A stroll across 0 Avenue is the only impediment to U.S. for visitors to British Columbia

Those without Visas can take to the Friendly Skies
Mexican citizens interested in entering the U.S. illegally should be cautious in the approach they use. Investing in equipment needed to either burrow under or climb over the proposed 30 foot border wall could prove to be a huge waste of money. There are alternatives that are much cheaper and far safer.

One option that non visa holding border crossers may consider is traveling through Canada. As part of their effort to expand commerce and tourism, the Canadians have largely waived visa requirements for Mexican citizens. Flying to any of several Canadian cities within easy distance to the U.S. border is only somewhat more expensive for many Mexicans than taking a bus to the U.S. Mexican border and impediments to entering the U.S. from Canada are largely nonexistent.

Canada charges $7 for what they call an “Electronic Travel Authorization” or “eTA”. It can be obtained on line and according to the Canadian Government website, “Applying for an eTA is a simple online process. Most applicants get their eTA approval (via an email) within minutes.

The price of flights to Canada vary depending on the city in Mexico you wish to leave from and the city in Canada that you plan to travel through to reach the United States. United Airlines has a flight from Mexico City to Vancouver, British Columbia that offers coach class tickets for as little as $146 for some days during the week. Travelers headed for destinations in the eastern United States may wish to pay between $160 to $170 for flights to Toronto or Montreal.

$146 Price quoted on Expedia, February 13, 2019 One Way Ticket Mexico City – Vancouver

Most major Canadian airports are within short commuting distance of the U.S. border. Vancouver International for instance is only 18 miles to the border at Roberts point and 27 miles to the border at Surrey.  Google maps estimates the drive time to the border in Surrey at slightly over 30 minutes. The estimated Uber fare from the airport is $48.

Half Hour Drive to the Border–$48 by Uber

Like much of the U.S. Canadian border you may have difficulty recognizing that it is in fact a border but if you simply walk about 5 feet past the edge of the roadway on 0 Avenue you’re in the U.S. Total cost from Mexico City to Blaine, Washington, $201 including the $7 eTA fee.

Not only is the crossing into the U.S. from Canada much easier for those who have no U.S. visa but the cost of flying to Canada and entering the U.S. from that border can be very competitive for many would be entrants—even if they have a visa. The $200 price of entering from Vancouver for someone living in Mexico City compares to the price of a $60 to $100 bus ticket for the 17 hour ride to Matamoras, Juarez or Nuevo Laredo or other cities along the Texas border. Also consider that the traveler may be much further from their ultimate U.S. destination if the enter through Texas or other points on the U.S. Mexican border than if they arrive through Canada.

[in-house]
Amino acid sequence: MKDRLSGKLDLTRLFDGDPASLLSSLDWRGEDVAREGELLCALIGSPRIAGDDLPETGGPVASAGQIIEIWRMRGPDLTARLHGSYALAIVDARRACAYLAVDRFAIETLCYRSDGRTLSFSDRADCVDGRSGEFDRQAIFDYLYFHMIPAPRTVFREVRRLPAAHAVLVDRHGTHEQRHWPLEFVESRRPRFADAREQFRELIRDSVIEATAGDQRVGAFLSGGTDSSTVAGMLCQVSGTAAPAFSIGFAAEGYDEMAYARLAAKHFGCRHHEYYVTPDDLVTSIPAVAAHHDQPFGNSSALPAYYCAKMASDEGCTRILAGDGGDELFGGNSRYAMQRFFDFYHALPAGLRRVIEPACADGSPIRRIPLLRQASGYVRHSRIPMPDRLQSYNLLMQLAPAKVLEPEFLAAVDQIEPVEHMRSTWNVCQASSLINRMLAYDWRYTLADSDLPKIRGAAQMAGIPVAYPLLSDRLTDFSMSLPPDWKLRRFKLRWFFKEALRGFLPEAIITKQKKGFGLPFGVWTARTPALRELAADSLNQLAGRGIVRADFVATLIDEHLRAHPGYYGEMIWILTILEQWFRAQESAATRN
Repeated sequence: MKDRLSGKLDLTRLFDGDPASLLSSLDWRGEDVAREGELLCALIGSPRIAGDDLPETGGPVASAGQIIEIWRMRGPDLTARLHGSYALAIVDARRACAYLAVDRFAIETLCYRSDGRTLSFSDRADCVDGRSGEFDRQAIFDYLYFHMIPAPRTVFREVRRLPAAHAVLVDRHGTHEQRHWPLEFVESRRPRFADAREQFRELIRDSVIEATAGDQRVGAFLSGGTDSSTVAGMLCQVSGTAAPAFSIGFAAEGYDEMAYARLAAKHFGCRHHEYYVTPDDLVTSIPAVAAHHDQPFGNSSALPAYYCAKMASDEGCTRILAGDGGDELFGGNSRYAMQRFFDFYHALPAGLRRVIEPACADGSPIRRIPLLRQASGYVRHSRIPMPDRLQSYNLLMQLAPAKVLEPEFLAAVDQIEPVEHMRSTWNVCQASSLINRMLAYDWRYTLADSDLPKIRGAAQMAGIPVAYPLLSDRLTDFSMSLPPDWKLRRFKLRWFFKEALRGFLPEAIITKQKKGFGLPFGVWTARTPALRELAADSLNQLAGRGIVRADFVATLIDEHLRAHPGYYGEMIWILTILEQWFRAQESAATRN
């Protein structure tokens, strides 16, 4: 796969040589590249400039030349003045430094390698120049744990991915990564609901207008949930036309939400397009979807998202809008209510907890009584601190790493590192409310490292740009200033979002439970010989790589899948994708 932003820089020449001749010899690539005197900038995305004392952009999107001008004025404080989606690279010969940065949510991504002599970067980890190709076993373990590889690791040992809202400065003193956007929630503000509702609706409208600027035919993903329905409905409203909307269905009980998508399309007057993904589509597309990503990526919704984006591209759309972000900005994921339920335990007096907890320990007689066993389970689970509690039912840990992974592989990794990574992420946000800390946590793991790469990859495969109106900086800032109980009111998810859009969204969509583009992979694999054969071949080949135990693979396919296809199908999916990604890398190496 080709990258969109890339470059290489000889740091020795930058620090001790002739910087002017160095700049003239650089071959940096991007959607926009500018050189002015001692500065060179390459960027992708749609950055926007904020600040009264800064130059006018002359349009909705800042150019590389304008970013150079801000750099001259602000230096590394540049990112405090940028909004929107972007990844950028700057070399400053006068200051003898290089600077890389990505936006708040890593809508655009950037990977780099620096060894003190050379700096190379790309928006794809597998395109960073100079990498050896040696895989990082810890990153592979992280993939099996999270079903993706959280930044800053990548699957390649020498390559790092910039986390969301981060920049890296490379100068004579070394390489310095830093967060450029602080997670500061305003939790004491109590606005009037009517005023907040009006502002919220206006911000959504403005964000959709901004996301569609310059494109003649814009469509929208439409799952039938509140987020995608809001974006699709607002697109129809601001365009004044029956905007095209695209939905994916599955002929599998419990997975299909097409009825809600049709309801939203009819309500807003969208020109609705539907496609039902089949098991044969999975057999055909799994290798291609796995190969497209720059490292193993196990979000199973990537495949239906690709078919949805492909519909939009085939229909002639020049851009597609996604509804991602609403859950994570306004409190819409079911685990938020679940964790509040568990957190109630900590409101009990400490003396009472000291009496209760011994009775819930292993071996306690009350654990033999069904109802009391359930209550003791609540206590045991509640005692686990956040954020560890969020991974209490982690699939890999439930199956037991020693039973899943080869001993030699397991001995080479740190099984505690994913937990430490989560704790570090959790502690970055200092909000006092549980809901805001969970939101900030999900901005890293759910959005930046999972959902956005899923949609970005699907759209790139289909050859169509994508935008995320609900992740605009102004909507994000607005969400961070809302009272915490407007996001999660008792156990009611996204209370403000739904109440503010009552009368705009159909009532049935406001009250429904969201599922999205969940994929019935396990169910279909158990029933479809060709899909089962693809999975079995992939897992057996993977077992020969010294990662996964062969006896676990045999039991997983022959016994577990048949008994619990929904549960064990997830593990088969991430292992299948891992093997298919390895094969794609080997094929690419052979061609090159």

Ultimately, most Mexicans may decide they have no real interest in going to the United States anyway. After all, according to PEW Research Center, that has been the trend in recent years with about 15 percent more Mexicans leaving the U.S. on average each year than entering. In addition, those who wish to leave Mexico going forward may look to work in a country where the taxes they pay will be used a little more sensibly. Perhaps they will decide to stay in Canada.

Previous articleThe Price of Rewarding Destructive Behavior
Scott Lilly has been writing about public policy for more than four decades. He is widely viewed as one of the leading experts on the federal budget process and the impact of changes in federal spending policy on local communities, national security and the economy. For 31 years, he worked as a Congressional staffer during which time he directed the staffs of the Joint Economic Committee, the Democratic Study Group and the House Appropriations Committee. He has traveled widely probing the effectiveness of government programs across the U.S. and overseas. He is a Senior Fellow at the Center for American Progress and an Adjunct Professor of Public Policy at the LBJ School of Public Policy, University of Texas. He has testified before numerous Congressional committees and has been a guest on CBS, CNN, Fox News, MSNBC and various other television and radio networks. He has been frequently quoted in the Washington Post, the New York Times, the Los Angeles Times, the Chicago Tribune and other major newspapers.

LEAVE A REPLY

Please enter your comment!
Please enter your name here